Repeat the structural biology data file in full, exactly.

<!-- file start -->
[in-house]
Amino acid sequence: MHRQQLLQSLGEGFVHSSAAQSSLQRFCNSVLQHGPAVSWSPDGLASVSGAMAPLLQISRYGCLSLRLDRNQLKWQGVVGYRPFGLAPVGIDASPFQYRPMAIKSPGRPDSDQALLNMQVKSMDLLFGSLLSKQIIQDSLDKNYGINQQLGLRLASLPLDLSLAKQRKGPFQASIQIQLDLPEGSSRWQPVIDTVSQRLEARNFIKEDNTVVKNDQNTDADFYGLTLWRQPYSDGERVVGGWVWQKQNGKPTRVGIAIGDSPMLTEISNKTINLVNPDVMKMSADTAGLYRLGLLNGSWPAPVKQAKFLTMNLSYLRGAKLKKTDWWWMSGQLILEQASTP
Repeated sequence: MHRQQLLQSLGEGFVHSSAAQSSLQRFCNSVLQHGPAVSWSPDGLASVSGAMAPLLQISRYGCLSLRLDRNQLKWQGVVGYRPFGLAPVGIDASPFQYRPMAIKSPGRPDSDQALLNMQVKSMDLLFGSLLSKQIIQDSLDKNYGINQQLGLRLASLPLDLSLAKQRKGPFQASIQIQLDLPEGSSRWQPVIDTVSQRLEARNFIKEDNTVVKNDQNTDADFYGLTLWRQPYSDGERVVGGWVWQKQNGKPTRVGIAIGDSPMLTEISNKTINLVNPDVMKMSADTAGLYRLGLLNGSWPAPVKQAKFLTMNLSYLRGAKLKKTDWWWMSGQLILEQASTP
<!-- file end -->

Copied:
[in-house]
Amino acid sequence: MHRQQLLQSLGEGFVHSSAAQSSLQRFCNSVLQHGPAVSWSPDGLASVSGAMAPLLQISRYGCLSLRLDRNQLKWQGVVGYRPFGLAPVGIDASPFQYRPMAIKSPGRPDSDQALLNMQVKSMDLLFGSLLSKQIIQDSLDKNYGINQQLGLRLASLPLDLSLAKQRKGPFQASIQIQLDLPEGSSRWQPVIDTVSQRLEARNFIKEDNTVVKNDQNTDADFYGLTLWRQPYSDGERVVGGWVWQKQNGKPTRVGIAIGDSPMLTEISNKTINLVNPDVMKMSADTAGLYRLGLLNGSWPAPVKQAKFLTMNLSYLRGAKLKKTDWWWMSGQLILEQASTP
Repeated sequence: MHRQQLLQSLGEGFVHSSAAQSSLQRFCNSVLQHGPAVSWSPDGLASVSGAMAPLLQISRYGCLSLRLDRNQLKWQGVVGYRPFGLAPVGIDASPFQYRPMAIKSPGRPDSDQALLNMQVKSMDLLFGSLLSKQIIQDSLDKNYGINQQLGLRLASLPLDLSLAKQRKGPFQASIQIQLDLPEGSSRWQPVIDTVSQRLEARNFIKEDNTVVKNDQNTDADFYGLTLWRQPYSDGERVVGGWVWQKQNGKPTRVGIAIGDSPMLTEISNKTINLVNPDVMKMSADTAGLYRLGLLNGSWPAPVKQAKFLTMNLSYLRGAKLKKTDWWWMSGQLILEQASTP